CD Review: Angela Gheorghiu’s ‘A te, Puccini’

By Bob Dieschburg

“A te, Puccini.” – The title to Angela Gheorghiu’s latest release has all the ring of a bitter-sweet tribute, a melancholy love declaration right in time for the centenary of the composer’s death in 1924. The program is not your usual Puccini; instead, it is a compilation of 17 songs, including one world-premiere (“Melanconia!”), written mostly for informal purposes like moving to a different house (“Casa mia, casa mia”) or as a graduation exercise for school in Milan (“Mentia l’avviso”). They even serve as the somewhat unpolished testing grounds for melodies which would later be recycled in full-scale operas, notably “La Bohème” (“Sole e amore”), “Gianni Schicchi” (“Canto d’anime”), and “La Rondine” (“Sogno d’or”).

In short, the songs do not easily fit existing categorization. It would be quite unfair to judge them by any preconceived standards of the Lied repertoire, let alone dismiss them as quasi-operatic curiosities, if not appetizers. Angela Gheorghiu chooses her own path, and at 58, stands to balance tonal beauty with the power of interpretation.  

“The Unknown Puccini”

The songs were comprehensively reproduced in “The Unknown Puccini,” Michael Kaye’s landmark publication from 1987. It provided the editorial basis for Plácido Domingo’s homonymous recital on CBS Masterworks and, in 2017, for an equally delightful Naxos release with soprano Krassimira Stoyanova.

Yet neither are quite comparable to the solemnity of Angela Gheorghiu’s interpretation. The latter is less operatic than Stoyanova but more dramatically inclined than Domingo. Most characteristically, she appears to embrace the cosmetic flaws of her slightly worn instrument, including an unreliably wavering pitch and the occasional sharpness of tone. In the triumphant “Inno a Roma,” for instance, the interpretation’s ongoing forte is unwieldy at best, and the fluidity of Gheorghiu’s phrasing is hampered by the strenuousness of the physical demands.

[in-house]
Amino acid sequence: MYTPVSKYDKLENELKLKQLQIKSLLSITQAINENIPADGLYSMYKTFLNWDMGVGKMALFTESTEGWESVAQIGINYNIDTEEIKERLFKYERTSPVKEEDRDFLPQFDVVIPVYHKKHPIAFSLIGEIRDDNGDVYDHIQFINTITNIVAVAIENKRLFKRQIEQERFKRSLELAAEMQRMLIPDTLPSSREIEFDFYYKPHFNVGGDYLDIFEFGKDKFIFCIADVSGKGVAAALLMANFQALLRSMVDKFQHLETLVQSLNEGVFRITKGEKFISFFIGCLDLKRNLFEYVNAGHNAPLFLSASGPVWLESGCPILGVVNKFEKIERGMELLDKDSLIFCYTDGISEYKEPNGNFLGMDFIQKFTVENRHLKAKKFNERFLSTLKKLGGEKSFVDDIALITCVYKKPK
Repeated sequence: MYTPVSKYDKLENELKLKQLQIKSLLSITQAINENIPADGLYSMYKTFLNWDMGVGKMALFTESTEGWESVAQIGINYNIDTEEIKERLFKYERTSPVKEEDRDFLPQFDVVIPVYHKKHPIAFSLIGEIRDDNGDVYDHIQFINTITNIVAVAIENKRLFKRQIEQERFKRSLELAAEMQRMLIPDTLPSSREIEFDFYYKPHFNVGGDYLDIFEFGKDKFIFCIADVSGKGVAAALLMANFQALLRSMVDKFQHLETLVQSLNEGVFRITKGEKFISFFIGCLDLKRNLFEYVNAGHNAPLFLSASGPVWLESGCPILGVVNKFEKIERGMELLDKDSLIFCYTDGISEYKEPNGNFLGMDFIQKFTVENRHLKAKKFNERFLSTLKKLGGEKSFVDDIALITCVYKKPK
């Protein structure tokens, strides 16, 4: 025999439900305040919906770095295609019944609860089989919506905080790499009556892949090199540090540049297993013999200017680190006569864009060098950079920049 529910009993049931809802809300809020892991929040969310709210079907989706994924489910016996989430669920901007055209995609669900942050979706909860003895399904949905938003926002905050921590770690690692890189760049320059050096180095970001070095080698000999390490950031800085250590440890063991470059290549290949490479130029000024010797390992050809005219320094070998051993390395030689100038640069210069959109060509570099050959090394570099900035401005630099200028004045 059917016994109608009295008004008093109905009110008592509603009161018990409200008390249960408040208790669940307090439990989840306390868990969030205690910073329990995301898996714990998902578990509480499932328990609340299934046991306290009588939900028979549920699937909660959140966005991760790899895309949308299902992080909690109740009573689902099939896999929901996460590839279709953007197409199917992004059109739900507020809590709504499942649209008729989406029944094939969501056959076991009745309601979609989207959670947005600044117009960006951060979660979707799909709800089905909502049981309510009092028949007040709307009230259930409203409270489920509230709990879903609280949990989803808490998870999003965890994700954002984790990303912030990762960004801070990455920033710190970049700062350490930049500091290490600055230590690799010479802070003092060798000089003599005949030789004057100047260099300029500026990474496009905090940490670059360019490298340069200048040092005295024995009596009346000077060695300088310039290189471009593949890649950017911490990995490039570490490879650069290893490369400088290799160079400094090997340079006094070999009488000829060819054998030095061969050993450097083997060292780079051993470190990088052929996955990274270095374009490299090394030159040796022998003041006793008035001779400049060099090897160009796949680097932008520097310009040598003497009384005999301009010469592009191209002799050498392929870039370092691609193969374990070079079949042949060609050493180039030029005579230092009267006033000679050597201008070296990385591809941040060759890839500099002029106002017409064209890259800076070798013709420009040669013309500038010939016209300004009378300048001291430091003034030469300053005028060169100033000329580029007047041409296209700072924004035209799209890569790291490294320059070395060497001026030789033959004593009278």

Conversely, she stays in technical control over the flourishes and dynamic variations. Her unfailingly honeyed mezza voce makes up for any physiological shortcomings otherwise. For example, the bitterly Romantic “Mentia l’avviso” resonates with unending tenderness, despite the moderately noticeable strain of the scena’s climactic middle part.

Similarly, the pathos-laden “Salve Regina” gives the singer ample opportunity to showcase a rendition of deeply felt spirituality. Gheorghiu finds a slightly toned-down expression which conveniently blends out the piece’s rather naive affiliation with the operatic output of the Giovane Scuola (it will eventually be integrated into the Preghiera of “Le Villi”).


Her artistic integrity makes it justifiably hard to fault Angela Gheorghiu for the waning capabilities of a voice among the most gracefully gifted in past decades; after all, it had made the ever so distinguished Georg Solti cry! Much of this ability to move still seems in place and with some benevolence, one might designate the vocal wear as a superficial patina to her innately appealing tone.

But even an optimist, when pressed, would have to concede that “A te, Puccini” is not just an aleatory homage to one of opera’s all-time greats. It closes with the recently rediscovered “Melanconia!” from where there is no going back to the youthfulness of Mimi, Tosca, and Butterfly. Consequently, Angela Gheorghiu has moved on; not a swan song, but a farewell perhaps, hers is the most significant contribution to the Puccini year yet.



DVD and CD ReviewsReviews